According to Adam Zimmerman, a law professor at Loyola Law School in Los Angeles, preemption is generally regarded as a “silver bullet defense” because it stops claims across the board.
Zimmerman and three other legal experts nevertheless said that Bayer faces a big hurdle convincing appeals courts that the EPA determination on glyphosate shields it from state law claims.
ALSO ON RT.COMBayer beware! Monsanto found guilty of poisoning French farmerThey cited a 2005 US Supreme Court ruling that the EPA’s approval of a product does not necessarily bar state law claims. The experts also said that the ruling, Bates v Dow Agrosciences, gives broad leeway to juries to decide if such claims should proceed.
Judges in the three Roundup cases that have gone to trial against Monsanto all dismissed the company’s preemption argument, citing the 2005 ruling.
“In light of the Bates decision, it’s going to be an uphill battle for the company to win on preemption on appeal,” said Zimmerman.
The pharmaceutical giant’s chances of success will increase significantly if the Supreme Court takes up the Roundup appeals, said Lars Noah, a law professor at the University of Florida.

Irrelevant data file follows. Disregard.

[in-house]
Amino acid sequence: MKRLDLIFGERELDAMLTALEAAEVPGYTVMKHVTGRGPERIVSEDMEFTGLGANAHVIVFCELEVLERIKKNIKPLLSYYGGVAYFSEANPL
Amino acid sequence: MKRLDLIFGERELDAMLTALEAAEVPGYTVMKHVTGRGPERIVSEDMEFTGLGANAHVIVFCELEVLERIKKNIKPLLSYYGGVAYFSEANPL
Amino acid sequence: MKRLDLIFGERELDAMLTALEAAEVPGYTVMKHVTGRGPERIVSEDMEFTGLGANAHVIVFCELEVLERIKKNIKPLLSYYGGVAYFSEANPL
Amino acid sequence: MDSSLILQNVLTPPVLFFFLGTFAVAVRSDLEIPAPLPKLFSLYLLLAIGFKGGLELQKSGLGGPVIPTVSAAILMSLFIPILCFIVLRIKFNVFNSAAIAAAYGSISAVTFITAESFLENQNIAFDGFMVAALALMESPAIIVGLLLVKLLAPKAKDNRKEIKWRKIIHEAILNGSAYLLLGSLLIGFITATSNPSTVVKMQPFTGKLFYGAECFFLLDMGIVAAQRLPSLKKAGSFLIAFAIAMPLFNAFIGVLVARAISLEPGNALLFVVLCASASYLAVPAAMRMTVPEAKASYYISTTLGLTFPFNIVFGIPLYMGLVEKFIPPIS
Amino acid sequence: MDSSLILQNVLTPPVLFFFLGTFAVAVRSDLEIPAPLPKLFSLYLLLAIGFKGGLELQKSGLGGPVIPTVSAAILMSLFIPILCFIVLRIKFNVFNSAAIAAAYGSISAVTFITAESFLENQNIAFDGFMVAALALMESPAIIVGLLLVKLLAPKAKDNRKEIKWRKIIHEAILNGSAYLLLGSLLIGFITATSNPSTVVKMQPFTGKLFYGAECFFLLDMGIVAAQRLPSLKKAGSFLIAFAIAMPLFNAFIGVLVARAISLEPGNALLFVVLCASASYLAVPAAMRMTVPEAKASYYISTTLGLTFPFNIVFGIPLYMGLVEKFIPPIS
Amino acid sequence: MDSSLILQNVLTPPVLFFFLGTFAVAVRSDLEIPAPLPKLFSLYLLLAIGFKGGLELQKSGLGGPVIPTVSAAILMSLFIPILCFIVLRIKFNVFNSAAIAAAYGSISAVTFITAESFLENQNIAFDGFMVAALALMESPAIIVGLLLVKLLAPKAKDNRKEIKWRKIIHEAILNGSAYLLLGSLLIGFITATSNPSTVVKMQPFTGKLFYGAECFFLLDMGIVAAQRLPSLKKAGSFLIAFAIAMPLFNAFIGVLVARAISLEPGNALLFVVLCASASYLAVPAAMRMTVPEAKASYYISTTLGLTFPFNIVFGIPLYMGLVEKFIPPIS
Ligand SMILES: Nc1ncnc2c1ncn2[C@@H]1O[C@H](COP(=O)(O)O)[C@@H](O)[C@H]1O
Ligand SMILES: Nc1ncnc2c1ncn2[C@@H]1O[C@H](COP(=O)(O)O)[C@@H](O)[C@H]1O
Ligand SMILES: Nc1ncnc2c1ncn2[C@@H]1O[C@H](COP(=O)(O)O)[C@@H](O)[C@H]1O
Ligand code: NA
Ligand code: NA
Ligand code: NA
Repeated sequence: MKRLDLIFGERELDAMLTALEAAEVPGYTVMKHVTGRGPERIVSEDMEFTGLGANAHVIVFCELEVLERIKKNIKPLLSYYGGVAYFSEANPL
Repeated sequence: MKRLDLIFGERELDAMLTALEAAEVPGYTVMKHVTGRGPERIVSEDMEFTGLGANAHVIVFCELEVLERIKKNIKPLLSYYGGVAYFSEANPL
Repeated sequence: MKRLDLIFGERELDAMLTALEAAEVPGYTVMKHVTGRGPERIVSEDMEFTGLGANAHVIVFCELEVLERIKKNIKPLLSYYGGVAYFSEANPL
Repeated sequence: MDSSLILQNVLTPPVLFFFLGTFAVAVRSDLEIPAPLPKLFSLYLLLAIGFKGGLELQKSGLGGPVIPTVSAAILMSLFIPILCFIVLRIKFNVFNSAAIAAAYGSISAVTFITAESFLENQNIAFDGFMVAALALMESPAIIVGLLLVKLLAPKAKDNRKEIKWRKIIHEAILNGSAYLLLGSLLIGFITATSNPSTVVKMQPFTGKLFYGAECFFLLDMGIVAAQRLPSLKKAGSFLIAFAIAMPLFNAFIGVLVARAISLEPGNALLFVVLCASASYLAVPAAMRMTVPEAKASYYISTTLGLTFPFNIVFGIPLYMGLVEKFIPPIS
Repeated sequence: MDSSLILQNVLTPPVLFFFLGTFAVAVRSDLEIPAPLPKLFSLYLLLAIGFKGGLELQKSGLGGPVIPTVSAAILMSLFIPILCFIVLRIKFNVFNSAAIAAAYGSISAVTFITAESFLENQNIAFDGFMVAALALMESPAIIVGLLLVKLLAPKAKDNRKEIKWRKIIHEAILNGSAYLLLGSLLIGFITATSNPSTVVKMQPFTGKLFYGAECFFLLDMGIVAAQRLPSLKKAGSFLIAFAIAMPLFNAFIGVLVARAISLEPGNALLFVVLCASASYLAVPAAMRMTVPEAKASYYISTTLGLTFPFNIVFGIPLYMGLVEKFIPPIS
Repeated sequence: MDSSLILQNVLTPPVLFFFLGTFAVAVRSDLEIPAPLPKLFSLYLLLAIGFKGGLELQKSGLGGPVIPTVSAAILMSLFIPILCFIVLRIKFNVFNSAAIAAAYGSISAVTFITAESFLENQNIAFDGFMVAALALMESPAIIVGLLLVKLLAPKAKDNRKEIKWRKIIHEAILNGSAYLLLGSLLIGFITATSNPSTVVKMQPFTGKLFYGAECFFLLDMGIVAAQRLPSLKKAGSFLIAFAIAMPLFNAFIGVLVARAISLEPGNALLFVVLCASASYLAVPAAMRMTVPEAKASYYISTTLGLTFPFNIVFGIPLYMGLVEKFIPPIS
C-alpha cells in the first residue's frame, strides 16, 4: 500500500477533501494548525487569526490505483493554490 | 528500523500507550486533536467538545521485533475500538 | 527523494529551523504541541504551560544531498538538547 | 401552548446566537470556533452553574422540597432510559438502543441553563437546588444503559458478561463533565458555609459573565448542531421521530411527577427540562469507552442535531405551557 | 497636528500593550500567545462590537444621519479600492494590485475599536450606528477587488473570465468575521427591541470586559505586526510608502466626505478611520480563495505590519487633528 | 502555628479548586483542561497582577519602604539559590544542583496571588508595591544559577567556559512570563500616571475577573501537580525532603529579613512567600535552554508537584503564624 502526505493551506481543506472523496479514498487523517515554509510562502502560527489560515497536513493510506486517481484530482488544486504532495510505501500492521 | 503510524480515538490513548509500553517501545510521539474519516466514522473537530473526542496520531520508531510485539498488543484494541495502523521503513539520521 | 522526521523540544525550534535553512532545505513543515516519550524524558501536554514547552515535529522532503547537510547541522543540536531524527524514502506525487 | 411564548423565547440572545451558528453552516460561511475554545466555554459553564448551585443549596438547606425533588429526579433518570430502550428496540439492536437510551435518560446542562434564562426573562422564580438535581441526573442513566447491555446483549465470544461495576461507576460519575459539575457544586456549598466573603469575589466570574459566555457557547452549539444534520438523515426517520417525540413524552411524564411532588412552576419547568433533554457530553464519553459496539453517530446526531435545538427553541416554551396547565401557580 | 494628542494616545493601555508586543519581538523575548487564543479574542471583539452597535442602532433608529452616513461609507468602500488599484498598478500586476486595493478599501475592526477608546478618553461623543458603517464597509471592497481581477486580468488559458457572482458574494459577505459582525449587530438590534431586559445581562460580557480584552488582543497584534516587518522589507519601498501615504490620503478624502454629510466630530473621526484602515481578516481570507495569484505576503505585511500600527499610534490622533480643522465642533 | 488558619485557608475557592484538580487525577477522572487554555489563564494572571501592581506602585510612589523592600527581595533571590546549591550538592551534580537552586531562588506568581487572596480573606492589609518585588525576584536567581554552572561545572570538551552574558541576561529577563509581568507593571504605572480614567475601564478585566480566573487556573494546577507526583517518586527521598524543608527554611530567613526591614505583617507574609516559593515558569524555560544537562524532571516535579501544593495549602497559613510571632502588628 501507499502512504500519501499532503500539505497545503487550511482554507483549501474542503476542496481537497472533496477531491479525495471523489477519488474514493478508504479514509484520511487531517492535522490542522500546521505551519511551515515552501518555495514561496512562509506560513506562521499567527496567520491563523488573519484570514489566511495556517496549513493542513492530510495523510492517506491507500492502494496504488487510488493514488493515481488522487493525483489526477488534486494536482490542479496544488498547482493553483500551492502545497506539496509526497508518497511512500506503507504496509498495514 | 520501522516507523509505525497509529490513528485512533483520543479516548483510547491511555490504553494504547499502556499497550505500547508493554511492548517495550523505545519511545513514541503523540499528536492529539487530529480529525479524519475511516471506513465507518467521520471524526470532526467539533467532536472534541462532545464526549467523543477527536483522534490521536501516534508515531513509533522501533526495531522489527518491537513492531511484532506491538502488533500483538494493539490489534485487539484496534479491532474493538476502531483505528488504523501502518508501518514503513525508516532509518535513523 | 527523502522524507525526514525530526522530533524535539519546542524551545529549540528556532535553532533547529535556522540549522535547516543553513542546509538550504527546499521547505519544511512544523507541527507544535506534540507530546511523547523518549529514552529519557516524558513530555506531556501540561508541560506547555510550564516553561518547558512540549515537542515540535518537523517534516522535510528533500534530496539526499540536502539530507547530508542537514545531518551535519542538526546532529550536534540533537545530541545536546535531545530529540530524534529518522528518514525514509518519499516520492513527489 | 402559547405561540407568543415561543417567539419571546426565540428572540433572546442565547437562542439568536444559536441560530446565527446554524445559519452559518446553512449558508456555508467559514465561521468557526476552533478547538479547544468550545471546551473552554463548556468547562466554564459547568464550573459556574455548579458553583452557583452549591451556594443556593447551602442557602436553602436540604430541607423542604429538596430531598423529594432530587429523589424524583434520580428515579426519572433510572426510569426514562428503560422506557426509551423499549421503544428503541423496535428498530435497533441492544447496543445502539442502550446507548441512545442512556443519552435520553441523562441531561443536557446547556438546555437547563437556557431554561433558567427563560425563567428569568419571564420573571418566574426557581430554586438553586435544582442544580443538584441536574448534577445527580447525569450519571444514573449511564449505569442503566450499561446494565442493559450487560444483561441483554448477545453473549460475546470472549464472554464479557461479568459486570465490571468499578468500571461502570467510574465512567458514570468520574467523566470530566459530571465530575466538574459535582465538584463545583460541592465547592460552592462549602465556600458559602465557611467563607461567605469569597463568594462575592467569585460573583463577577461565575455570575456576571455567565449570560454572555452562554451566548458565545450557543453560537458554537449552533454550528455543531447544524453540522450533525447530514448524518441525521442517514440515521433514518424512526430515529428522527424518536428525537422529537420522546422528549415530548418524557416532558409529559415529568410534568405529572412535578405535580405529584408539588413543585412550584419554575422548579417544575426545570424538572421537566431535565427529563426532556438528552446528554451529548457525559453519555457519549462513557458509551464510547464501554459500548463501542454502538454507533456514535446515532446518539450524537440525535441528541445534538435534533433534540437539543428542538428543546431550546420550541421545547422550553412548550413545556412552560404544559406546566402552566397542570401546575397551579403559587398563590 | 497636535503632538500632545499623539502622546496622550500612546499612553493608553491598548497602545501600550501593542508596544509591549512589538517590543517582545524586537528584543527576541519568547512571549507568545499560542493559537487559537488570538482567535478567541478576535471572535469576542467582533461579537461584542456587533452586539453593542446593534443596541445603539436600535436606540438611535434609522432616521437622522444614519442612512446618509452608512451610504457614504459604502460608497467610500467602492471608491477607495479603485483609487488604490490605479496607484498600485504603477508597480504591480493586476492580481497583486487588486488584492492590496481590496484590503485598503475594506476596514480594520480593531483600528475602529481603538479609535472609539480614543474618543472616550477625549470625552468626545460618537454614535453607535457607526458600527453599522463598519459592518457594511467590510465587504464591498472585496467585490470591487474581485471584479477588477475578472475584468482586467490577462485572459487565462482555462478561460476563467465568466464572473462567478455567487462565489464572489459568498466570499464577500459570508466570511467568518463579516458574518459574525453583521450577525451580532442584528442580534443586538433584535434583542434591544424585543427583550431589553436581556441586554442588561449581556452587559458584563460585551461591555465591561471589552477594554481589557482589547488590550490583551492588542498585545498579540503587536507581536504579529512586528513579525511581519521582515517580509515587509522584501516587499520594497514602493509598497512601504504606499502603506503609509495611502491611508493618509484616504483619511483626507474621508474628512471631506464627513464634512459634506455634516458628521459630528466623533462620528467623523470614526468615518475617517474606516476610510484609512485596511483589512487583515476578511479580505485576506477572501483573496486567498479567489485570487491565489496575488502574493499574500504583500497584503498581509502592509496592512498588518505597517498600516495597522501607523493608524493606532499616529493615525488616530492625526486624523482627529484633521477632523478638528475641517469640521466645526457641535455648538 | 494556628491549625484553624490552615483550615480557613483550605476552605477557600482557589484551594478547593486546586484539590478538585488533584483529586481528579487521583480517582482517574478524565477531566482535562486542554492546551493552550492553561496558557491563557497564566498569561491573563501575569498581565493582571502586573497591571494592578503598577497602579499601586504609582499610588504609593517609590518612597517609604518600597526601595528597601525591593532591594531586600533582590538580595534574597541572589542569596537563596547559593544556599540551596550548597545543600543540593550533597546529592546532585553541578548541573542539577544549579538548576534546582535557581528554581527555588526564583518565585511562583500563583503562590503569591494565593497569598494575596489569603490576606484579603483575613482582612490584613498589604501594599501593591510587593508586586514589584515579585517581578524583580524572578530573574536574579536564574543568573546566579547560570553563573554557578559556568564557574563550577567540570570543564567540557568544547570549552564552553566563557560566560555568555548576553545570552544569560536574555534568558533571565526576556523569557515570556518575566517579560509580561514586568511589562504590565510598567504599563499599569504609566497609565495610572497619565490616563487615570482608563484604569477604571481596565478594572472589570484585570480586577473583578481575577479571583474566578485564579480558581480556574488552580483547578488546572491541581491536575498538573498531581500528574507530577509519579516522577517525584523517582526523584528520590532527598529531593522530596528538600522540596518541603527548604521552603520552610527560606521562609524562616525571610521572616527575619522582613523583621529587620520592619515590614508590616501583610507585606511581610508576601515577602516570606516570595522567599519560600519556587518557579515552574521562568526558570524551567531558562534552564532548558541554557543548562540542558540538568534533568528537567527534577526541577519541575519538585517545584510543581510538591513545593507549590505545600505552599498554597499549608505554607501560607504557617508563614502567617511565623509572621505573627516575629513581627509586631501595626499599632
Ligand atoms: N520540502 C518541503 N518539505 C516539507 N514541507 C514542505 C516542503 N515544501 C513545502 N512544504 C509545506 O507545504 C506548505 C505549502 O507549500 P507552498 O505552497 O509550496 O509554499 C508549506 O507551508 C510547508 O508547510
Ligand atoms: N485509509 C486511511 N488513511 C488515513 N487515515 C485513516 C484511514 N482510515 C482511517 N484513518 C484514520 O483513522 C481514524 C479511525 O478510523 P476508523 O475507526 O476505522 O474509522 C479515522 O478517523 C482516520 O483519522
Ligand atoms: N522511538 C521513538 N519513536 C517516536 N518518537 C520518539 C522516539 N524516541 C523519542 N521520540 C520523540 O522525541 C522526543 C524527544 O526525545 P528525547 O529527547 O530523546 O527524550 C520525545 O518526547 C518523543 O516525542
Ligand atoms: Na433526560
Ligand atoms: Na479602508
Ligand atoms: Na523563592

Since 2005, the high court has decided at least three preemption cases in favor of companies, none of which involved the EPA.
ALSO ON RT.COMBayer announces probe on ‘Monsanto file’ gathered to sway influential people on herbicides“The Bates decision by now sticks out like a sore thumb,” Noah told Reuters, adding: “Bayer has more than enough ammunition in recent Supreme Court cases to show the trial court judges got it wrong.”
On Monday, a US jury awarded $2 billion in punitive damages to a California couple after concluding that Roundup weed killer caused their cancer and that Monsanto, now owned by Bayer, failed to warn them of the health risks.
That was the third time since August 2018 that a US jury has found glyphosate to be a cause of cancer. Bayer is currently facing a total of 11,200 US cases over Roundup and its active ingredient glyphosate, which is the most popular weed killer in the US.